- If the Plant was "mobile plant" (which was itself disputed by Recycled Materials Supplies) it was "waste mobile plant" (and therefore subject to regulation by the Environment Agency) and not "Part B mobile plant" which might have brought it under the jurisdiction of the local authority.
The court allowed the appeal on grounds 1, 2 and 4. Ground 3 was not addressed as it was held as only relevant where activities had been found to be governed by the Authority Permit.
Judgment turned on a careful consideration of where the activities in question fell in respect of the various installations and activities governed by the Environmental Permitting Regulations. The court commented in the judgment that the various provisions were "tortuous" and that related review was a "nightmare".
To summarise part of this review, Environmental Permitting Regulations separate certain activities and installations (including some narrowly defined waste operations) into categories referred to as Part A(1), Part A(2) and Part B. As a general principle, Part B installations and activities represent lower risk / lower harm / less intensive activities. The crushing, grinding etc of "bricks, tiles or concrete" is specifically designated as a Part B activity.
Generally speaking, broad waste operations are not subject to this separation into categories but are all regulated by the Environment Agency (unless otherwise exempted from the Environmental Permitting Regulations – a consideration not relevant here).
In this case, for the local authority to be the appropriate regulator under the Environmental Permitting Regulations, rather than the Environment Agency, it was necessary to establish both:
- that the Plant was "Part B mobile plant"
- that the waste operation that the Plant was engaged in was a Part B activity.
The court held that material being processed by the Plant was not limited to "bricks, tiles or concrete" but included many other substances. It held that, on the facts of this operation, the crushing etc. of bricks, tiles and concrete was not a separate or discrete operation.
Therefore, under the Environmental Permitting Regulations, this was not a Part B activity, which might have legitimately fallen under the local authority's jurisdiction (if carried out by Part B mobile plant), but a broader waste operation which came under the jurisdiction of the Environment Agency. The appeal was therefore successful on grounds 1 and 2.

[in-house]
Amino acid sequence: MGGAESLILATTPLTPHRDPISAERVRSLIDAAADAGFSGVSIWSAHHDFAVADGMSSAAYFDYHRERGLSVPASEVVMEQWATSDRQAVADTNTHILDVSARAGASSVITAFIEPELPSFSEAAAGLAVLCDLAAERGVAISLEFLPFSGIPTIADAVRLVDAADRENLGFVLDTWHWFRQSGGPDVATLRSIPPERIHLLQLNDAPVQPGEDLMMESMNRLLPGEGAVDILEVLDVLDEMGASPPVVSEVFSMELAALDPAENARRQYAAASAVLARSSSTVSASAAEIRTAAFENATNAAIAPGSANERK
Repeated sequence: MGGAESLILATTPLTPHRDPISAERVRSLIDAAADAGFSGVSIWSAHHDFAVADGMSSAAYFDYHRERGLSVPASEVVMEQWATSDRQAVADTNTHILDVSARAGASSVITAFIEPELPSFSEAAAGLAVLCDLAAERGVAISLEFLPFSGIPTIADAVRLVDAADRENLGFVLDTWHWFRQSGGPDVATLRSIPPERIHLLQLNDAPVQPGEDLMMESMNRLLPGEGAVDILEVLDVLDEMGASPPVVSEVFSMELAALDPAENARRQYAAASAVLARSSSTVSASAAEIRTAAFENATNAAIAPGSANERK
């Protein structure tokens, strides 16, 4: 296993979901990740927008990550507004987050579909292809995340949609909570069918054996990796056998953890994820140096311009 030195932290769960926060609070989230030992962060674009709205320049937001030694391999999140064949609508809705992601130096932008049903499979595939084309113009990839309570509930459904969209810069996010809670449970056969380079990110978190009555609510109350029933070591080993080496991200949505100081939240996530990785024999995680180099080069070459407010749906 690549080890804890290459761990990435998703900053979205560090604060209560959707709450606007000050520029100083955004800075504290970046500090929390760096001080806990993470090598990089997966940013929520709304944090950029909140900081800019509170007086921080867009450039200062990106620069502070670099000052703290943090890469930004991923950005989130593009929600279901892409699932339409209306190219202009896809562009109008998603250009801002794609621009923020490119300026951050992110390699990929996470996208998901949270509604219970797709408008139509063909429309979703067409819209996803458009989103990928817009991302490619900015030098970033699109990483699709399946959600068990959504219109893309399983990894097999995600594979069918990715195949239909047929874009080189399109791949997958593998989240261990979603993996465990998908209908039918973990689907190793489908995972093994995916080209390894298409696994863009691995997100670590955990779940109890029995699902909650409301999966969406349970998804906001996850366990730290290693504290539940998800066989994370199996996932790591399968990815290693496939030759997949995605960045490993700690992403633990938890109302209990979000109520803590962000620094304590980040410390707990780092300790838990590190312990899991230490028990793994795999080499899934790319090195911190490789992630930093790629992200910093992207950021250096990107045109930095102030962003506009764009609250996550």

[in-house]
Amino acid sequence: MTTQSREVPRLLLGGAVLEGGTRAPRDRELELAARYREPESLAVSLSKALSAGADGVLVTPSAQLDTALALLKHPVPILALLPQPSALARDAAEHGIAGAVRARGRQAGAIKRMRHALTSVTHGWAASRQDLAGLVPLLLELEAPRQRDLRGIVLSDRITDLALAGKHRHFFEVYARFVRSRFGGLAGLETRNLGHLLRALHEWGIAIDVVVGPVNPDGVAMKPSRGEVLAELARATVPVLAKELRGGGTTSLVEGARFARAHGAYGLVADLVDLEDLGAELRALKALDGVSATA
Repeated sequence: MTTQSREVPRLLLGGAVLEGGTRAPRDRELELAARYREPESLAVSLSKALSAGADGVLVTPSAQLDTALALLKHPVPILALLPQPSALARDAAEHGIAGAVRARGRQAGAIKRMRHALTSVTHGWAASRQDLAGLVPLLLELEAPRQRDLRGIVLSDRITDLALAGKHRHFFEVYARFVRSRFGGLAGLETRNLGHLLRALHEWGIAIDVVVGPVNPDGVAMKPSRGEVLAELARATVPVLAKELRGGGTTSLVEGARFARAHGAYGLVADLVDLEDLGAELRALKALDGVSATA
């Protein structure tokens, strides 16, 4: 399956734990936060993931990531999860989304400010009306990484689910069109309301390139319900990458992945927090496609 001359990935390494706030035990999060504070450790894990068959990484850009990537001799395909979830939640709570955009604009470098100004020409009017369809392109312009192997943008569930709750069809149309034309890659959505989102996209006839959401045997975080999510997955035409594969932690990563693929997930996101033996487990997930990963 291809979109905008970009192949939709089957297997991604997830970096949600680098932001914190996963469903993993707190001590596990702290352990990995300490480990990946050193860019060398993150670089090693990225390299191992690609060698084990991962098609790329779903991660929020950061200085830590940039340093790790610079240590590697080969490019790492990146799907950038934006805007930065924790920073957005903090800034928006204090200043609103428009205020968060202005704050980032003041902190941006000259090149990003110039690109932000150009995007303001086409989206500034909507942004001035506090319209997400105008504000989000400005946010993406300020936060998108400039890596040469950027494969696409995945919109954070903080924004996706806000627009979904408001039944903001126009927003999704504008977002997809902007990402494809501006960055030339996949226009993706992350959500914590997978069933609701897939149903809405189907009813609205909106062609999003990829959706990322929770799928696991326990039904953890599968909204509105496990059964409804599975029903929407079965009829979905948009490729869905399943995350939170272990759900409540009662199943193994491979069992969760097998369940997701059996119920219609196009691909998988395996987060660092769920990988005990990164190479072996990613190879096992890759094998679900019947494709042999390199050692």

The court did not entirely rule out the possibility of circumstances where an operation could be subject to joint regulation by Environment Agency and relevant local authority, however, the strong implication of the judgment is that such circumstances would be rare and should not be encouraged.
Ground 4 of the appeal was also accepted. If the Plant was indeed mobile plant, it was not "Part B mobile plant" as such plant was defined (in part) as being used to carry on a Part B activity and the activity in question was not a Part B activity.
Key messages for permit holders and applicants
It is important that applicants for environmental permits are aware of this case and prepare applications accordingly.
We are aware of cases for our own clients where an incremental expansion of the business has resulted in both local authority and Environment Agency control, and also cases where clients have both permits and registered exemptions. Quite understandably, this can lead to confusion when it comes to compliance.
Existing permit holders currently subject to joint regulation should reassess activities under their permits and consider whether consolidation under one regime is a viable proposition.